Fr. Robert Ross, SSC, was only 27 years old when he arrived at Blessed Sacrament Parish in Westminster. He was remembered by some as “tall, dark, and handsome,” with high energy and a dynamic, results-oriented personality. Fr. Ross was not intimidated by budgetary concerns, and his effectiveness in dealing with all kinds of people was indicated by an anonymous quote (possibly from a lumber dealer) in an undated newspaper clipping which reads: “He is the only man I have known who could talk a lumber dealer out of a free load of lumber and then get the donor to help nail up the boards! And there were many days when he would be out in his shirtsleeves doing anything from pouring cement to checking on the plumbing.” Later, Fr. Ross made great use of his influential contacts to raise money, gain publicity, and organize, and he perfected the Blessed Sacrament Fiesta to become the largest parade event ever staged.

From 1949 to 1959, Fr. Ross served as the second Pastor of Blessed Sacrament Parish. When he started, there were only about 20 members in the Altar Society. Mary Veneroso remembered him as a “walking bursar,” keeping income in one pocket and paying bills from the other right on the spot. He had a key role in making the fiestas successful and he initiated the construction of the large church that the parish has today. He chose people for tasks and energized fundraising and publicity. He used his official and personal contacts to benefit the parish. Maxine VanBuren noted that when he celebrated the 6:30 a.m. weekday Mass, he was usually off to see Cardinal McIntrye in Los Angeles. Father Ross was one of the charter members of Knights of Columbus Council 3926 when it was instituted on November 29, 1954.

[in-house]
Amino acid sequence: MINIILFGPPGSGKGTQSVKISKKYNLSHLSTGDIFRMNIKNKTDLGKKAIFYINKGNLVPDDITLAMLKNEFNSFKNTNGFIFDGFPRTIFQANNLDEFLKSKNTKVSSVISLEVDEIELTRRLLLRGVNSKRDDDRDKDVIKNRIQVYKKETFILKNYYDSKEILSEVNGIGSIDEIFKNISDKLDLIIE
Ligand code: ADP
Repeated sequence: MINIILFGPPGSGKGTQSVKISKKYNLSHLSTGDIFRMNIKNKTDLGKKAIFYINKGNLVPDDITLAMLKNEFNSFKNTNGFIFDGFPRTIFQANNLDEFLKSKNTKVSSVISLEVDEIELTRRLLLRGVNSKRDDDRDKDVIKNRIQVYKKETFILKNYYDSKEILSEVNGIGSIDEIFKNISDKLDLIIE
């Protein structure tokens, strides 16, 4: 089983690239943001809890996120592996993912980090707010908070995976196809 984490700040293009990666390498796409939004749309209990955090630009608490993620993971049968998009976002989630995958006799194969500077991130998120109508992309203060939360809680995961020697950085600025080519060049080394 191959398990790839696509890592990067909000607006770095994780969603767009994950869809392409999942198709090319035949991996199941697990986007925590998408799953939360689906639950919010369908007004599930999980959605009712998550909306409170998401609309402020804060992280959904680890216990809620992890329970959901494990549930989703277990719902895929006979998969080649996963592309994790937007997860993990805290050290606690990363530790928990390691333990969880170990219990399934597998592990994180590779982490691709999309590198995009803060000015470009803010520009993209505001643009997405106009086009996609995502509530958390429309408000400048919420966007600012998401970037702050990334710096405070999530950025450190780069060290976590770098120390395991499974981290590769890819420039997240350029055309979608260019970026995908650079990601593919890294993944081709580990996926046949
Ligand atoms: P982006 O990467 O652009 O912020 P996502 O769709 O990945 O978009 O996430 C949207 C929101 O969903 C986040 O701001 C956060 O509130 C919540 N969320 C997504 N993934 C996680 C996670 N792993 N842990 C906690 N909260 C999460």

Fr. Ross assumed his role as pastor with enthusiasm. In early 1949, he made it known to the Archdiocese that he wanted to build a school and a convent in Garden Grove (St. Columban), and that it would be appropriate to acquire four lots in Stanton for a future parish hall, a church, and rectory (St. Polycarp). Also, around that time, Fr. Ross purchased the property adjacent to the new school and recommended that a new church be built in Westminster. He obtained permission to look for property in Stanton and Garden Grove from Monsignor Gross, the pastor of St. Boniface, who was acting for the Archdiocese. He also obtained permission to purchase a school bus to transport children from the mission centers to classes at Blessed Sacrament School. On April 5, 1949, both projects began.

On July 21, 1959, Fr. Ross was reassigned as bursar for St. Columbians Seminary in Silver Creek, New York. From there, he went on to Jalapa, Guatemala via Lima, Peru. By the time he had left, the parish had enlarged the school, added a gym, sectioned off the northeast corner of the parish to St. Justin Martyr, and had begun expanding the church and building a school annex in Stanton (later to become St. Polycarp). Fr. Ross was in Guatemala for only a year when his health failed. He returned to Southern California and died on July 3, 1968, at the age of 52. He is buried in Good Shepherd Cemetery in Huntington Beach.

From the Blessed Sacrament Golden Jubilee Booklet

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